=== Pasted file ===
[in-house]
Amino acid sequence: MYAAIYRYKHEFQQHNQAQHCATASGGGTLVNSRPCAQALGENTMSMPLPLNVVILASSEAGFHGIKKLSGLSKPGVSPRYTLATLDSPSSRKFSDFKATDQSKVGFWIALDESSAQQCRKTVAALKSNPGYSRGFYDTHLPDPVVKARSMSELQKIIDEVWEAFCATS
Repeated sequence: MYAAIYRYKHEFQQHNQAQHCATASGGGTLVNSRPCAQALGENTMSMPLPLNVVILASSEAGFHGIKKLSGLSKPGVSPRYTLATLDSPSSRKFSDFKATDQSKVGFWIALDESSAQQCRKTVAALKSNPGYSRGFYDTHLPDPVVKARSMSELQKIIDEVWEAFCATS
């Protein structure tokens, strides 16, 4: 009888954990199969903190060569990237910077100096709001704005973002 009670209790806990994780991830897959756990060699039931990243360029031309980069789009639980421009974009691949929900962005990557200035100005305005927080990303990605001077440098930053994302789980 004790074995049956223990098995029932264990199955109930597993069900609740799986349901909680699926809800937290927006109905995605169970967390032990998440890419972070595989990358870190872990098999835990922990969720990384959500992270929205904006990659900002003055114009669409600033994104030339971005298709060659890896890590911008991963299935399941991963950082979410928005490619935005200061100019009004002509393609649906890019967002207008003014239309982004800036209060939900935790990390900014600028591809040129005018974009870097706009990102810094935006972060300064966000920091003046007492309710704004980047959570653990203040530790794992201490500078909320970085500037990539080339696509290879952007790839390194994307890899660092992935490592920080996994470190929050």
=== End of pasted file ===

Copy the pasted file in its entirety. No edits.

[in-house]
Amino acid sequence: MYAAIYRYKHEFQQHNQAQHCATASGGGTLVNSRPCAQALGENTMSMPLPLNVVILASSEAGFHGIKKLSGLSKPGVSPRYTLATLDSPSSRKFSDFKATDQSKVGFWIALDESSAQQCRKTVAALKSNPGYSRGFYDTHLPDPVVKARSMSELQKIIDEVWEAFCATS
Repeated sequence: MYAAIYRYKHEFQQHNQAQHCATASGGGTLVNSRPCAQALGENTMSMPLPLNVVILASSEAGFHGIKKLSGLSKPGVSPRYTLATLDSPSSRKFSDFKATDQSKVGFWIALDESSAQQCRKTVAALKSNPGYSRGFYDTHLPDPVVKARSMSELQKIIDEVWEAFCATS
């Protein structure tokens, strides 16, 4: 009888954990199969903190060569990237910077100096709001704005973002 009670209790806990994780991830897959756990060699039931990243360029031309980069789009639980421009974009691949929900962005990557200035100005305005927080990303990605001077440098930053994302789980 004790074995049956223990098995029932264990199955109930597993069900609740799986349901909680699926809800937290927006109905995605169970967390032990998440890419972070595989990358870190872990098999835990922990969720990384959500992270929205904006990659900002003055114009669409600033994104030339971005298709060659890896890590911008991963299935399941991963950082979410928005490619935005200061100019009004002509393609649906890019967002207008003014239309982004800036209060939900935790990390900014600028591809040129005018974009870097706009990102810094935006972060300064966000920091003046007492309710704004980047959570653990203040530790794992201490500078909320970085500037990539080339696509290879952007790839390194994307890899660092992935490592920080996994470190929050």